21. BuddyGuyMontag says:

    I can understand tax scams happening with shady accountants, but how exactly can somebody steal your W-2, 1099’s, etc. to accurately file your taxes to get your refund? I can understand filing early to get the stimulus check, but doesn’t it have to be a lot more complex to get the refund?

    I’m guessing that someone’s paystub isn’t very secure. (SSN listed)

  22. BuddyGuyMontag says:

    @katylostherart: If you e-file, you don’t have to submit W-2’s, just “accurate information”. If there’s a problem, hold on to your W-2’s, but the whole concept of e-filing is to reduce paper and speed up the process.

    I’m still wondering what kind of information they filled to get a refund. Unless all they had was her SSN and just filled out fake info.

    There’s information missing from this story. If you e-file, there’s some safeties in place to make sure you are you. If the thief paper-filed, then was there fake W-2’s supplied? Because then it’s not “her” refund. They are trying to bilk the IRS for money using fake info.

  23. BigElectricCat says:

    @Crumbles:

    Nothing fair about it. Among other problems, it increases the debt load of retirees who rely on either Social Security or Roth IRAs for income.

    I don’t think there’s much fair about that.

  24. howie_in_az says:

    @BuddyGuyMontag: More importantly, can you simply use the tax return prepared by the scammer as your own, correcting the address and bank account info? Seems like a handy, TurboTax-free way of doing taxes, minus the small inconvenience of identity theft at the beginning.

  25. BobCoyote says:

    If anyone tries to scam me, the joke’s on them. I’ve got my allowances set so I end up owing the IRS, instead of the other way around.

  26. BuddyGuyMontag says:

    @howie_in_az: This is the IRS we’re talking about. I wouldn’t try it!!

  27. Nicholas_schaulsohn says:

    If you file online you need last years exact return amount or a digital pin that you created the last time you filed taxes online.

  28. BuddyGuyMontag says:

    @Nicholas_schaulsohn: This. Which makes me think the scammer filed with paper, but then you’d need paper W-2’s, which makes think this scammer is being really complex or really clueless.

    I can’t RTFA, but does Phoung Cat Le indicate how her colleague filed? Something is WRONG here.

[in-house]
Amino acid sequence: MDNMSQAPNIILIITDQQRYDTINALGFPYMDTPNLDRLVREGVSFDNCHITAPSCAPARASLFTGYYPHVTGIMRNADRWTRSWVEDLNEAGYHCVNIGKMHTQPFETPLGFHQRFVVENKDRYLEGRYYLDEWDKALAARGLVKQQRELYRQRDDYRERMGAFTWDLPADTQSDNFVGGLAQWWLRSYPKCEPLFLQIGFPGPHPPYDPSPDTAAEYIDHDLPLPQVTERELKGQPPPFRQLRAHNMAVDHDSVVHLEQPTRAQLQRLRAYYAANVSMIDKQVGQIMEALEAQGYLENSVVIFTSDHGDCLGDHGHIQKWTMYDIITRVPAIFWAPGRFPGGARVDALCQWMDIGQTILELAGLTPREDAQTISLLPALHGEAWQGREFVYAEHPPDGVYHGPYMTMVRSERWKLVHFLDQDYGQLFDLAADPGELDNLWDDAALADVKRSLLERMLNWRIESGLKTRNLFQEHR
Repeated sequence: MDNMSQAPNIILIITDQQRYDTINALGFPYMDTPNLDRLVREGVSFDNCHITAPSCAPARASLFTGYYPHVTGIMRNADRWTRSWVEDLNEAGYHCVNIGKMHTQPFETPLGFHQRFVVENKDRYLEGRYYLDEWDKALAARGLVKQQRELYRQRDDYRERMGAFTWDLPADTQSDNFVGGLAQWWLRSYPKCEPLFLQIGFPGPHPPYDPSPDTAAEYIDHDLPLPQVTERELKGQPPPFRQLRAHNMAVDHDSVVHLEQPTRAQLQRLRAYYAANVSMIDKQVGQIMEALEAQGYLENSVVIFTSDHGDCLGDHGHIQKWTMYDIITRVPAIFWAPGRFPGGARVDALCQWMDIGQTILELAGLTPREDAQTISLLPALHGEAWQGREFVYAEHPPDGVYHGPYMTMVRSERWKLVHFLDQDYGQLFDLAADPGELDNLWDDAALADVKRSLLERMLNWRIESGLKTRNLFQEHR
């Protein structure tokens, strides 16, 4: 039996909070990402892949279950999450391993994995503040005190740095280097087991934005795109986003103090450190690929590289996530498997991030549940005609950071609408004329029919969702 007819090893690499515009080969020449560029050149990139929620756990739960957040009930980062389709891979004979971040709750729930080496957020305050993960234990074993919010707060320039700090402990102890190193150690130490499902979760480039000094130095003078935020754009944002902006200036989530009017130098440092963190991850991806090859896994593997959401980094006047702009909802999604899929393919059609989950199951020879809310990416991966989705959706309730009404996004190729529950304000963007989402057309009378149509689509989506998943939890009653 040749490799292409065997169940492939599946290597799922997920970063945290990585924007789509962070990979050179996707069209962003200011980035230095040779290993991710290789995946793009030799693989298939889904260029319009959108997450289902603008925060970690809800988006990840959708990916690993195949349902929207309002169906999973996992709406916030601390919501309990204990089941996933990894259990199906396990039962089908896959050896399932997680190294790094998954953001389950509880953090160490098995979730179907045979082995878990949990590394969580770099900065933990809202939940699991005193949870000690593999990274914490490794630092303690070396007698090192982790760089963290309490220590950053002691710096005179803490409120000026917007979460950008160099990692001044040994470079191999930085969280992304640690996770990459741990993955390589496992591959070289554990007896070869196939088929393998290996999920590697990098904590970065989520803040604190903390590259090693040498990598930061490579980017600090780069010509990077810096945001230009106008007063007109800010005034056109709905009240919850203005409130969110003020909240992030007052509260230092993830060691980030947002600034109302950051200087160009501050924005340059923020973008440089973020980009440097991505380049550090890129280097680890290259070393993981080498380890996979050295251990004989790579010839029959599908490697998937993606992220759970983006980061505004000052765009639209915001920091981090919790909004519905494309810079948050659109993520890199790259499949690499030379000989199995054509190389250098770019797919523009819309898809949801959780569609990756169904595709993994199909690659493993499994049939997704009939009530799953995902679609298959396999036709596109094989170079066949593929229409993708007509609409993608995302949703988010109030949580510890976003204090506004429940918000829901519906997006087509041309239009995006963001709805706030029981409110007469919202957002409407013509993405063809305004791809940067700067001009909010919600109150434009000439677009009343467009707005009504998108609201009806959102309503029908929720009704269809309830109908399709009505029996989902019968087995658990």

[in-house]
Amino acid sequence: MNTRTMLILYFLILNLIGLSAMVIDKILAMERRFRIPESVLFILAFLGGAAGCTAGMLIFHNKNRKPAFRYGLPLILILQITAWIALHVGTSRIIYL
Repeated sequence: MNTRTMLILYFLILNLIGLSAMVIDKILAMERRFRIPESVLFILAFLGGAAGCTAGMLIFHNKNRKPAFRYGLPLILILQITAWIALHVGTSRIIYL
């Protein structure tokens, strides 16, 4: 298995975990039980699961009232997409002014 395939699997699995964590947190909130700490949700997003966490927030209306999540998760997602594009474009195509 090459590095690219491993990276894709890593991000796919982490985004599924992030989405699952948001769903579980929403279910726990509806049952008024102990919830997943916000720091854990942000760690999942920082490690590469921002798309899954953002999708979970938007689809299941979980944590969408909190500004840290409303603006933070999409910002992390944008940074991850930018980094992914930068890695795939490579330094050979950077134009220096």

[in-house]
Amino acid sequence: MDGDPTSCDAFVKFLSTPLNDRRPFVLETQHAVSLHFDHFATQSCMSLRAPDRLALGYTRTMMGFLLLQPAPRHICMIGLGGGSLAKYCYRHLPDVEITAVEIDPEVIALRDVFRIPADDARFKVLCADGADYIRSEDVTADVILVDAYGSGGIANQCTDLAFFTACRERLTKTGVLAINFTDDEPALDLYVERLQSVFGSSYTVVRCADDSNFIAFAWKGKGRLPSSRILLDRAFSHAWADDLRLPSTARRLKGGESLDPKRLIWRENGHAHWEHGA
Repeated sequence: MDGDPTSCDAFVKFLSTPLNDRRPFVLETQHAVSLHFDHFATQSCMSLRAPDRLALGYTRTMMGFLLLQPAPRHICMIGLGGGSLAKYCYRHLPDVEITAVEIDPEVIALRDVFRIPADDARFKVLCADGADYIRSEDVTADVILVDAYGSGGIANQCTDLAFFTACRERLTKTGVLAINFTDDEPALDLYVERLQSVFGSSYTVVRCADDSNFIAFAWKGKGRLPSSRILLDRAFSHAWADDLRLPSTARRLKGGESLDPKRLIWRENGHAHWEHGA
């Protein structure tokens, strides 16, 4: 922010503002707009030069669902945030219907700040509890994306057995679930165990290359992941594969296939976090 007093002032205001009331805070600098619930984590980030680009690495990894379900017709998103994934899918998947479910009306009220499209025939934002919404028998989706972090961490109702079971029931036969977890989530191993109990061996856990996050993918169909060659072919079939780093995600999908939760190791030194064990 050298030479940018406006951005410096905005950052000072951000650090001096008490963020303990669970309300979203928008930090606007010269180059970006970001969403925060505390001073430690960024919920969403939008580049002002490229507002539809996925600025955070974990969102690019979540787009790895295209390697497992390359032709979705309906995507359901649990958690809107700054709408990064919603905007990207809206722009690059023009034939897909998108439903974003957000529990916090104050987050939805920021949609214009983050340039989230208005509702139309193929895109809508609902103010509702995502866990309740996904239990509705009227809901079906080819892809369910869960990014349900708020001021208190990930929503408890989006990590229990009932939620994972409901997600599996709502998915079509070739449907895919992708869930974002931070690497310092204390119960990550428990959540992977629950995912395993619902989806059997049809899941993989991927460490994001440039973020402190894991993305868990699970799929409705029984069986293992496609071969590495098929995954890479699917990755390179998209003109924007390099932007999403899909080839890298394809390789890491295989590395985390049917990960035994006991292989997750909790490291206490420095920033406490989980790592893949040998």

29. mobilehavoc says:

    Something’s fishy, I think the real story is she asked a friend or a shady person to do her taxes and this is what happened. As mentioned in order to e-File you either need your PIN or the EXACT (to the dollar) amount of last years return. If a scammer can figure either of those out themselves, they should get to keep your refund.

  30. katylostherart says:

    @Nicholas_schaulsohn: which is why this makes no sense to me. how’d he get the corresponding paperwork? and i hope she checked on her state taxes.

  31. rixatrix says:

    $1000 tax return? Maybe the real issue is that she’s having too much withheld every paycheck. Would you rather lose $1,000+ or a couple hundred to scammers? File early, especially if they owe you money. No one’s jumping to pay off someone else’s tax bill.

  32. failurate says:

    If they are willing to steal your ID, don’t you think they are willing to fudge a few numbers to get a bigger stolen refund, or create a refund where none existed before?@rixatrix

  33. failurate says:

    The government knows far less about our individual finances than many of you are giving them credit for.

  34. Silversmok3 says:

    Wow.

    This is a rather easy scam. And dangerous, because the crook probably faked several details about her income,kids,and liabilities so as to get the maximum refund and stimulus payment.

    She could be looking at a serious tax liabilty and penalties for tax fraud before the dust settles. She’ll get charged with tax fraud probably before the paperwork about the false return makes its way via the IRS system.

    And the thief gets paid. Truly sick.

  35. Omir The Storyteller says:

    @katylostherart

    If Le’s friend is (like Le) a resident of the state of Washington, she doesn’t have any state taxes to worry about. Washington is one of the few states with no state income tax — a fact which perplexes TurboTax every year when I tell it “No, I’m not interested in buying State TurboTex” because there isn’t one for my state.

  36. theczardictates says:

    @rixatrix (and others): You’re all assuming that she has a W2 or 1099s. If she’s self-employed she may well not. If I was going to run this scam, I’d target a small business owner. It would be pretty easy to “establish” a loss just by making up income and expenses.

  37. What I want to know is how she’d be getting 600 back! I made over 12000 last year as did many many other people, and I’m only getting 343 back!

    I guess I should count myself lucky that I filed before someone else filed for me.

  38. lesspopmorefizz says:

    I think this happened to me, as Turbo Tax gave me the EXACT SAME RESPONSE when I tried to file yesterday. Please keep us updated, and I will let you lovely people know if my identity was, indeed, stolen.

  39. trujunglist says:

    @lesspopmorefizz:

    Umm, you may want to start making some phone calls…